Tuesday, August 13, 2013

Cemetery Agaricus and some extras

I’m still two months behind and I’m in big trouble, this has been a fabulous mushroom summer of lots of rain and moderate temperatures, there’s so much coming up in the woods it’s just nuts! We’re not even to the prettiest stuff I’ve already found!

There was a mini-drought that lasted about 2-3 weeks and I was scared, but that was weeks ago and it’s just been rain and nice and rain and nice ever since.

These are from the first week of June--

cemetery mushrooms
Agaricus campestris 6-1-2013
Found these in the cemetery behind the barbecue place.
There’s often mushrooms in cemeteries. Don't eat cemetery mushrooms, the grounds are probably treated with weed killer and stuff.

What looks like a deep shadow on the cap, above, is a shadow combined with very dark spores that have dropped onto it.

ring and gills brown

Agaricus campestris ring. It was so delicate the slightest breeze was blowing it around.

One thing I picked up while working out the ID on this one is if you find a mushroom growing on a big weed-free expanse of grass, don’t eat it. Think weed killer.

cap halved

The gills and cap flesh, and tiny tunnels from larvae eating their way around. Some life, eh? Note the really tiny tunnels on the gill.

This is my summer to be plagued with confusion by mushrooms with tan caps, tan, pink or brown gills and a ring. I think I’m starting to sort them out. There’s a fine bunch of online mushroom people who help me out when I just get dizzy. I bug them as a last resort. If I had about 25 more mushroom books I might not have to bug them at all…

orange mushrooms 4 tiny

Marasmius sullivantii, which minutes after posting I discovered I had misidentified, because a kind soul who shall remain nameless but is famous in the world of mushroom hunters just sent me a message with the correction.

Here's what I thought it was--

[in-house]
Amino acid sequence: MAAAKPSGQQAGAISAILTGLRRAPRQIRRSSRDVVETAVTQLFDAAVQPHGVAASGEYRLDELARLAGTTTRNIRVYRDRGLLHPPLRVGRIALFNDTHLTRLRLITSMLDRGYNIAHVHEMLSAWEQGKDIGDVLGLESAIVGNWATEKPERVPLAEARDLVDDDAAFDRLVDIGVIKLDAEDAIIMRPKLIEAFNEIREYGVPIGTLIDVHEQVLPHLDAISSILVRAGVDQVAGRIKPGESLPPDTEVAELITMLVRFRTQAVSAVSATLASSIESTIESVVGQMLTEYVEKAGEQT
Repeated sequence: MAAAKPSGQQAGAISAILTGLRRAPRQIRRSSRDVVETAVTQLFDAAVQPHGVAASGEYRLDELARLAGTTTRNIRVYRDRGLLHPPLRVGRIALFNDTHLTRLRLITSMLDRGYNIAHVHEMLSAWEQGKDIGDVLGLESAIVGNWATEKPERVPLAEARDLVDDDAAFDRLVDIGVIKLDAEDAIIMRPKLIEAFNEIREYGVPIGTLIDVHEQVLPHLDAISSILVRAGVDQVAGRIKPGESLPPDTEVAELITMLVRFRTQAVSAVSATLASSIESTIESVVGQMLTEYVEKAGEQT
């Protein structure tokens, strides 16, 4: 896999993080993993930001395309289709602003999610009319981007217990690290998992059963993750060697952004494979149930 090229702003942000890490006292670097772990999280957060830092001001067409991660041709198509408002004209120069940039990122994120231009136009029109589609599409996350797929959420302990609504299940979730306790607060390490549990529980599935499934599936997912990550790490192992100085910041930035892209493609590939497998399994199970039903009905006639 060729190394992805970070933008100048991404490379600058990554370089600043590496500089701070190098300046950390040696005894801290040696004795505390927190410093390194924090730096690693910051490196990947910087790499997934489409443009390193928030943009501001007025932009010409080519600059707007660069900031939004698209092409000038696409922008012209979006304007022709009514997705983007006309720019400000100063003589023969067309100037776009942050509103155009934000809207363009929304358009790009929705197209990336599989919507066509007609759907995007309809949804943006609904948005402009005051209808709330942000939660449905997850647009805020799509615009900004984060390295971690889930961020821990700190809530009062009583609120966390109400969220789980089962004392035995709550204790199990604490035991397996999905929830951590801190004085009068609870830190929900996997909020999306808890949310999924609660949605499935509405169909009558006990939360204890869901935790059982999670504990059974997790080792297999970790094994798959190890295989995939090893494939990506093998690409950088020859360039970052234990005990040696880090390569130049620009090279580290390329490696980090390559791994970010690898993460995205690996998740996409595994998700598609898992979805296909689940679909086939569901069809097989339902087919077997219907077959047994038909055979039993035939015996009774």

I had done that thing we amateurs do where I found something close, so I forced it to match the description even though there were discrepancies in the text and the images, which I attributed to an idiosyncrasy of this particular mushroom's life. That just never works when it comes to identifying mushrooms!

Also I carefully glossed over the growing region when I was reading the description. Never grows here. All in all, a good thing, reminded me to be clinical when it comes to working out mushroom ID.


Helvella latispora, one of the “elfin saddles.”

unopened bird's nest

Crucibulum laeve with peridioles telegraphing through unopened lids. I don’t see this very often and wonder if it was a factor of things going slightly wrong. Maybe they were trouping along with great vigor but then that mini-drought hit and foiled their plans.

Stay tuned for more pics and not many words! So many mushrooms!

Oh, but there will be many words about that stinkhorn…


  1. Wow, I must say I have seen few of the mushrooms for the first time courtesy to you. This surely is some good useful information. Thank you for sharing it with us

    1. I never noticed them either, until I started to notice them! The UK is lousy with them, give hiking a try.